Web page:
Saturday, October 9, 2010

The importance of knowing your bird

Parrots normally don't show any obvious signs of being ill until it's too late.

Hence, it's important to really know your bird, inside and out, so that you can pick up on any anomaly, as little as it might be.

I have a routine when I come home and greet the birds. To some I say an extensive hello (we "chat" a bit), to Joey I sing (he likes it when I sing to him) and with Petey...well with Petey I wait until whatever beating he's giving on of his toys ceases (beating I think which is meant for me...seriously, if Bram goes in the room first he'll get greeted with a nice "Hi Petey", NOT angry bashing of a toy) and then I softly talk to him for a few minutes. While I do all of this with them still in their cages, I observe them. Is there a change in their physical appearance (feathers, eyes, beak, etc)? Is there a change in their posture? Is there a change in the way they act? This is the time I take to make sure they are still perfectly healthy. In the past I have noticed some of them being off and depending on what it was, either I brought them to the vet or I kept observing them.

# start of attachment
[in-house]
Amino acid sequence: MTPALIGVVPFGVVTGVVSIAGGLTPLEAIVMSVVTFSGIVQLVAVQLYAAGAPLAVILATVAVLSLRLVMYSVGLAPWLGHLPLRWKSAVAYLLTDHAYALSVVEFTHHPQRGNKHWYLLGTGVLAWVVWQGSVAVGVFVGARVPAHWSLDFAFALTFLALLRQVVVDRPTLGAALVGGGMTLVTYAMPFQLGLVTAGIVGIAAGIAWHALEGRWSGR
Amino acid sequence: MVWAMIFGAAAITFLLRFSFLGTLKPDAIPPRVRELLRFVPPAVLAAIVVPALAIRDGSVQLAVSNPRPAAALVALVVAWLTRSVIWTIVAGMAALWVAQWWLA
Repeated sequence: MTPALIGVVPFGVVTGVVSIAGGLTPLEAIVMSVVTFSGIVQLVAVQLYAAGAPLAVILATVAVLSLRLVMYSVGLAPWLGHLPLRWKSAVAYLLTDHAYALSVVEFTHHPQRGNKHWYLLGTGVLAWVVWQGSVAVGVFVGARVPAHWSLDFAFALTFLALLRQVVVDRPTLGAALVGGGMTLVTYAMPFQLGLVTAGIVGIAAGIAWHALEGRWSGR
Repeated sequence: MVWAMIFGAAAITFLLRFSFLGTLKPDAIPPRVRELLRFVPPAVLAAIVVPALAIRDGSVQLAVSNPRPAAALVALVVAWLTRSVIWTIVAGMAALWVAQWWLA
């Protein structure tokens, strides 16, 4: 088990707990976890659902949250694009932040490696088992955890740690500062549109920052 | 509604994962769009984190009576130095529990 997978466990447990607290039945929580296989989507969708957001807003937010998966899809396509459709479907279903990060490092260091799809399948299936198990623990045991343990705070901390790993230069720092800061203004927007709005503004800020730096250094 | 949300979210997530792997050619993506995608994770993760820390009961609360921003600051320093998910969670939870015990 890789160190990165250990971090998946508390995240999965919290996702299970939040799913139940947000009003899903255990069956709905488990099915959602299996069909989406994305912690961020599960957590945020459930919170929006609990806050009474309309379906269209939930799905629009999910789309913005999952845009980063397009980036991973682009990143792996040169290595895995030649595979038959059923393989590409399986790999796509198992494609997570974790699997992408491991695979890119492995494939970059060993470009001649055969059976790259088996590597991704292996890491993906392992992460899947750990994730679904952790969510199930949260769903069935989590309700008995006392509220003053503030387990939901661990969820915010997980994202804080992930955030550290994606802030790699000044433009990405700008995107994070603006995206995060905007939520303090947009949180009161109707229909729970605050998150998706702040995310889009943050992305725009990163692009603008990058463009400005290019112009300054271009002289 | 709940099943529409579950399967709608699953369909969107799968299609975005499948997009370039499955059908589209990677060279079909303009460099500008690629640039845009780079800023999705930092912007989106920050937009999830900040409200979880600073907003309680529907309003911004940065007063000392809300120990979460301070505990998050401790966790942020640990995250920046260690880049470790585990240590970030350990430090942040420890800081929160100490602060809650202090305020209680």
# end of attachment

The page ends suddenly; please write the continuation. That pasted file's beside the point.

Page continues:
Two days ago, while doing this routine, I noticed that Joey's eyes looked a bit different. Not much, but enough to know it wasn't normal. I called the vet shortly after and got an appointment for the next day. Whatever it was didn't look like it was an emergency but it was enough to worry me so I figured going to the vet and get a clear conscience was the best course of action.

Turns out I was right. He had a mild case of conjunctivitis. In fact, it was so much in the early stage that my vet was surprised I caught it and did praise my sense of observation. Since it was caught so early on, just a few days of treatment (a drop in the eye twice a day for up to 5 days) should be enough. Just having the vet flush out his eyes and then apply a drop made a world of difference; by the time we got home, he looked much better.

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